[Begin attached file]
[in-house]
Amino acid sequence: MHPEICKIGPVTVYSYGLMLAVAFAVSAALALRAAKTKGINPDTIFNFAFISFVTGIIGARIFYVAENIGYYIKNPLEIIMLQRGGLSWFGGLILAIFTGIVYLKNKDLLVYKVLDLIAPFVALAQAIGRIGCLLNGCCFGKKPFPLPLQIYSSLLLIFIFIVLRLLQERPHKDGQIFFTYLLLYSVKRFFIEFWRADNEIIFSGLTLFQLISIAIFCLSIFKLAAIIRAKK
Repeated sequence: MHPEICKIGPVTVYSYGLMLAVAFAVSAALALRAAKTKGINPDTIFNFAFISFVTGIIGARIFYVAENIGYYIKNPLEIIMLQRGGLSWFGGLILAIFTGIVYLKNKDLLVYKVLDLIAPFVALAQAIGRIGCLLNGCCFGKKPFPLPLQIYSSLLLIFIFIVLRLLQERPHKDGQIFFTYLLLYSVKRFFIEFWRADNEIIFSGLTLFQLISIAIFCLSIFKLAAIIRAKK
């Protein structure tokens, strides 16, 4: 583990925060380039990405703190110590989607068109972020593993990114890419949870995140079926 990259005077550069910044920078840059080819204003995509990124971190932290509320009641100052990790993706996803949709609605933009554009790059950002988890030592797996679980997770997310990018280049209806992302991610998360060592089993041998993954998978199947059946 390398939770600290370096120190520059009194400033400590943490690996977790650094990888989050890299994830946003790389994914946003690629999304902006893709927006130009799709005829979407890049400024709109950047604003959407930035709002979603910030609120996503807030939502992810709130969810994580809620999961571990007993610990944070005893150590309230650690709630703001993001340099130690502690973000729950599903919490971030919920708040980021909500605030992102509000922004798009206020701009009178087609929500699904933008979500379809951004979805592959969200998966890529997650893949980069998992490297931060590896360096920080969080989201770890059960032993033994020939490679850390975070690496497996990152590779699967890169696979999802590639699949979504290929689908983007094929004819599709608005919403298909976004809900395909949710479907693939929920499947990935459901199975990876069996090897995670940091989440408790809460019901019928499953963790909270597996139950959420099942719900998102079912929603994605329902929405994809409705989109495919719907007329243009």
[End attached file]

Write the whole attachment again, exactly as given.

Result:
[in-house]
Amino acid sequence: MHPEICKIGPVTVYSYGLMLAVAFAVSAALALRAAKTKGINPDTIFNFAFISFVTGIIGARIFYVAENIGYYIKNPLEIIMLQRGGLSWFGGLILAIFTGIVYLKNKDLLVYKVLDLIAPFVALAQAIGRIGCLLNGCCFGKKPFPLPLQIYSSLLLIFIFIVLRLLQERPHKDGQIFFTYLLLYSVKRFFIEFWRADNEIIFSGLTLFQLISIAIFCLSIFKLAAIIRAKK
Repeated sequence: MHPEICKIGPVTVYSYGLMLAVAFAVSAALALRAAKTKGINPDTIFNFAFISFVTGIIGARIFYVAENIGYYIKNPLEIIMLQRGGLSWFGGLILAIFTGIVYLKNKDLLVYKVLDLIAPFVALAQAIGRIGCLLNGCCFGKKPFPLPLQIYSSLLLIFIFIVLRLLQERPHKDGQIFFTYLLLYSVKRFFIEFWRADNEIIFSGLTLFQLISIAIFCLSIFKLAAIIRAKK
């Protein structure tokens, strides 16, 4: 583990925060380039990405703190110590989607068109972020593993990114890419949870995140079926 990259005077550069910044920078840059080819204003995509990124971190932290509320009641100052990790993706996803949709609605933009554009790059950002988890030592797996679980997770997310990018280049209806992302991610998360060592089993041998993954998978199947059946 390398939770600290370096120190520059009194400033400590943490690996977790650094990888989050890299994830946003790389994914946003690629999304902006893709927006130009799709005829979407890049400024709109950047604003959407930035709002979603910030609120996503807030939502992810709130969810994580809620999961571990007993610990944070005893150590309230650690709630703001993001340099130690502690973000729950599903919490971030919920708040980021909500605030992102509000922004798009206020701009009178087609929500699904933008979500379809951004979805592959969200998966890529997650893949980069998992490297931060590896360096920080969080989201770890059960032993033994020939490679850390975070690496497996990152590779699967890169696979999802590639699949979504290929689908983007094929004819599709608005919403298909976004809900395909949710479907693939929920499947990935459901199975990876069996090897995670940091989440408790809460019901019928499953963790909270597996139950959420099942719900998102079912929603994605329902929405994809409705989109495919719907007329243009």